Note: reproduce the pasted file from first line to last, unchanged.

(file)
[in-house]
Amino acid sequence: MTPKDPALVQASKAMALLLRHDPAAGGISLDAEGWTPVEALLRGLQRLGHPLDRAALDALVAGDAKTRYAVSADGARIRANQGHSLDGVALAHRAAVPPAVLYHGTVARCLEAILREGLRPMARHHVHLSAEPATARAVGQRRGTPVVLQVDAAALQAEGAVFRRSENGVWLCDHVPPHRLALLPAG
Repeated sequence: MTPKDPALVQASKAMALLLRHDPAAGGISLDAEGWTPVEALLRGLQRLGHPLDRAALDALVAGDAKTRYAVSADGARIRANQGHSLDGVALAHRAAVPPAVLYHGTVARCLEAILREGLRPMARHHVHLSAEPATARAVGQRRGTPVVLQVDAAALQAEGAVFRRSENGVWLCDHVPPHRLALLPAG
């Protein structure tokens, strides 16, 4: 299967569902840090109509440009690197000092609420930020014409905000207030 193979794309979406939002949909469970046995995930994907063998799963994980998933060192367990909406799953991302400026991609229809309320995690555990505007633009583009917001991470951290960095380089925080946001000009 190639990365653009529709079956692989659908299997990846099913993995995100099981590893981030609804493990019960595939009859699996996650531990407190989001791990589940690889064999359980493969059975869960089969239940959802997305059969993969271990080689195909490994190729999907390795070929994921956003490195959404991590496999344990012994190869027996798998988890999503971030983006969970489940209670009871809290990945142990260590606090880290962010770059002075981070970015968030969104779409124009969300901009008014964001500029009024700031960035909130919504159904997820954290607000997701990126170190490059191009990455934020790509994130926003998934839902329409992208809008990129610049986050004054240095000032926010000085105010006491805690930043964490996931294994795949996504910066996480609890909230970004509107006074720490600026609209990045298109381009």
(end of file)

[in-house]
Amino acid sequence: MTPKDPALVQASKAMALLLRHDPAAGGISLDAEGWTPVEALLRGLQRLGHPLDRAALDALVAGDAKTRYAVSADGARIRANQGHSLDGVALAHRAAVPPAVLYHGTVARCLEAILREGLRPMARHHVHLSAEPATARAVGQRRGTPVVLQVDAAALQAEGAVFRRSENGVWLCDHVPPHRLALLPAG
Repeated sequence: MTPKDPALVQASKAMALLLRHDPAAGGISLDAEGWTPVEALLRGLQRLGHPLDRAALDALVAGDAKTRYAVSADGARIRANQGHSLDGVALAHRAAVPPAVLYHGTVARCLEAILREGLRPMARHHVHLSAEPATARAVGQRRGTPVVLQVDAAALQAEGAVFRRSENGVWLCDHVPPHRLALLPAG
């Protein structure tokens, strides 16, 4: 299967569902840090109509440009690197000092609420930020014409905000207030 193979794309979406939002949909469970046995995930994907063998799963994980998933060192367990909406799953991302400026991609229809309320995690555990505007633009583009917001991470951290960095380089925080946001000009 190639990365653009529709079956692989659908299997990846099913993995995100099981590893981030609804493990019960595939009859699996996650531990407190989001791990589940690889064999359980493969059975869960089969239940959802997305059969993969271990080689195909490994190729999907390795070929994921956003490195959404991590496999344990012994190869027996798998988890999503971030983006969970489940209670009871809290990945142990260590606090880290962010770059002075981070970015968030969104779409124009969300901009008014964001500029009024700031960035909130919504159904997820954290607000997701990126170190490059191009990455934020790509994130926003998934839902329409992208809008990129610049986050004054240095000032926010000085105010006491805690930043964490996931294994795949996504910066996480609890909230970004509107006074720490600026609209990045298109381009």